On most days, the driving went on well into the night, until a suitable camp site is reached, or 11pm, whichever comes first. Covering 280km in a day was about average, and 350kn was pushing it. Once, the entire convoy pushed on through the entire night to reach Balikpapan just after 5am.
The "roads" in Kalimantan were certainly an experience for those not used to third world conditions. For Malaysians from the peninsula who are already appalled by the poor roads in rural Sabah or Sarawak, Kalimantan serves up a whole level of horror. While there are some decent tar-sealed stretches linking the main towns, most are so narrow that when two oncoming vehicles pass each other, there is hardly enough room for both. The local seem comfortable to whiz past each other with an inch to spare while the TransKal drivers often resorted to placing the left wheels on the soft shoulder to create more safety space. The problem is that there often motorcyclists or pedestrians without lights on the shoulders, making night driving a rather tense affair.
Many of the smaller roads appear to have been built and then never maintained, leading to inevitabe deterioration from the elements, accelerated by overloaded lorries.
Along one stretch near Tumbang Titi (near Ketapang, Kalbar), up to 80 percent of the tarmac had eroded away, leaving small chunks of bituminised gravel standing like tiny islands surrounded by a river of red earth that turned into slush when it rained. Of course, it rained when we were on that stretch.
There were also concerns about the dubious quality of the diesel fuel sold in plastic 20-litre drums, often with the colour and consistency of soy sauce. At RM2.50 to RM3 per litre, it was not cheap either. Officially, subsidised diesel is sold at 4,500 rupiah (about RM1.50) but the Pertamina stations in remote areas are almost always out of stock, or have long queues of lorries lining up to wait for supplies to arrive. (Each Land Rover burned up about RM1,500 worth of diesel over the 4,600km journey.)
None of these were really a surprise or showstopper because of Atek's insistence on standardisation, with all expedition vehicles powered by TDI 300 engines. There were sufficient spares to replace faulty alternators and AC pumps, among others, and when problems arose that required McGyverisation, things just got fixed and moving again in a jiffy. There will certainly be stories for many campfires to come but no major drama.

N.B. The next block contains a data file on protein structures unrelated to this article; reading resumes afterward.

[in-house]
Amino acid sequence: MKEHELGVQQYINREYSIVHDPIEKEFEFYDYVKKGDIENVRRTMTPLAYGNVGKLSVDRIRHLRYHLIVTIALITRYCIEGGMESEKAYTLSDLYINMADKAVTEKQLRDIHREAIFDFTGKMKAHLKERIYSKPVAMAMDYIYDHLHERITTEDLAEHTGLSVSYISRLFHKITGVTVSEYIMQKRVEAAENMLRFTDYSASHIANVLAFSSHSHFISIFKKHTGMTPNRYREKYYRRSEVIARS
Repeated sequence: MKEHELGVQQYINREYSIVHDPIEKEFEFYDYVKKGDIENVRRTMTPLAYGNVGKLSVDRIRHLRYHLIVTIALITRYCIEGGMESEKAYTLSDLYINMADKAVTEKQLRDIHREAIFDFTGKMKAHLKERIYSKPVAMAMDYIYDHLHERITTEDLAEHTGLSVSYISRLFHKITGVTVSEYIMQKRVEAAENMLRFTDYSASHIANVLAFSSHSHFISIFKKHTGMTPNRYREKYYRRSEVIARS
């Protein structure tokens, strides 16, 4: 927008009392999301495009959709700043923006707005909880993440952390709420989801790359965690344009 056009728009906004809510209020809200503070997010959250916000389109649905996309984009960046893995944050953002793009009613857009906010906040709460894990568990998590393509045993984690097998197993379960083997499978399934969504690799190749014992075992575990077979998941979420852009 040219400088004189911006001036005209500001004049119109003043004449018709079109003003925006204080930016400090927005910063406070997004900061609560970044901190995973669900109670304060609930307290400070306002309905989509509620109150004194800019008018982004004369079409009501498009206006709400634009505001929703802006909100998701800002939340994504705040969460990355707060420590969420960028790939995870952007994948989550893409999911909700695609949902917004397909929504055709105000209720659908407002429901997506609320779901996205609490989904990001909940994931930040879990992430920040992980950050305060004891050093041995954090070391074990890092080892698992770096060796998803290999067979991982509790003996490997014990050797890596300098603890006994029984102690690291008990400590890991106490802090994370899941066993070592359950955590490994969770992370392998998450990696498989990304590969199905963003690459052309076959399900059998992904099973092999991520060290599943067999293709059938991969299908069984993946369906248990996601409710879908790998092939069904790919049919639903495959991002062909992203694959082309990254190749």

So what about the destinations? There were so many. Names of towns, cities and villages Sandai, Delang, Nanga Bulik, Palangkaraya, Sampit, Pangkalang Bun, Nanga Tayap, Natai Kerbau, Batu Butok, and dozens more. Truth be told, we passed through so many, had coffee, and moved on. In each there were interesting encounters and experiences but few were tourist attractions. Balikpapan and Banjarmasin turned out to be large modern metropolitan cities that rival any in Malaysia, with similar or better infrastructure.
Along the way, we couldn't help noticing that there was hardly any stretch of road or track, however remote, that did not have people living alongside. Kalimantan is sparsely populated by the standards of other parts of Indonesia, which is why the government deemed it a good idea to people from densely packed areas like Java to its Borneo territory. But it is still a heavily populated area by Malaysian standards, and it is bustling with economic activity such as clearing of the forest for gigantic oil palm and rubber plantations.
The 17 days of Trans Kalimantan 2013 were physically and mentally taxing enough that quite a few who completed the trek might be inclined to think "that was fun but I think I've had enough of Kalimantan". Then, there's talk about about starting next year's event from Sabah. Now, that'd be a different journey altogether, never mind the destination.
If any part of this story sounds familiar, could be because it was published in 4X4 Magazine Malaysia.
More Trans Kalimantan photos here